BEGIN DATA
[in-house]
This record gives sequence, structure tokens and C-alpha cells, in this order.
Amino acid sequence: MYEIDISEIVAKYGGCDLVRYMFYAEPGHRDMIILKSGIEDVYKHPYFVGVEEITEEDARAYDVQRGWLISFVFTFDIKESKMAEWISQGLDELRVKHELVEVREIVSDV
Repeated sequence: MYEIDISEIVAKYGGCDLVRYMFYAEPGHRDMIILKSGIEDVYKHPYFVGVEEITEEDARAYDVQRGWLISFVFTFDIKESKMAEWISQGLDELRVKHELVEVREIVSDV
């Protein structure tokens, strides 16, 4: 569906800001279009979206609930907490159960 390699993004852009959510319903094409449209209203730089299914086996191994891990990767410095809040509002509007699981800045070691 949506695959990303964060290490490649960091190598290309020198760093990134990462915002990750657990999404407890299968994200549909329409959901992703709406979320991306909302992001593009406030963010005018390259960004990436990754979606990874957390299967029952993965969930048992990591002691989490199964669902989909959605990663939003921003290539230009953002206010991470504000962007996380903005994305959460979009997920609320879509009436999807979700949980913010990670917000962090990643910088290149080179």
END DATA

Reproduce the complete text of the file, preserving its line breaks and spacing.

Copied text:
[in-house]
This record gives sequence, structure tokens and C-alpha cells, in this order.
Amino acid sequence: MYEIDISEIVAKYGGCDLVRYMFYAEPGHRDMIILKSGIEDVYKHPYFVGVEEITEEDARAYDVQRGWLISFVFTFDIKESKMAEWISQGLDELRVKHELVEVREIVSDV
Repeated sequence: MYEIDISEIVAKYGGCDLVRYMFYAEPGHRDMIILKSGIEDVYKHPYFVGVEEITEEDARAYDVQRGWLISFVFTFDIKESKMAEWISQGLDELRVKHELVEVREIVSDV
């Protein structure tokens, strides 16, 4: 569906800001279009979206609930907490159960 390699993004852009959510319903094409449209209203730089299914086996191994891990990767410095809040509002509007699981800045070691 949506695959990303964060290490490649960091190598290309020198760093990134990462915002990750657990999404407890299968994200549909329409959901992703709406979320991306909302992001593009406030963010005018390259960004990436990754979606990874957390299967029952993965969930048992990591002691989490199964669902989909959605990663939003921003290539230009953002206010991470504000962007996380903005994305959460979009997920609320879509009436999807979700949980913010990670917000962090990643910088290149080179």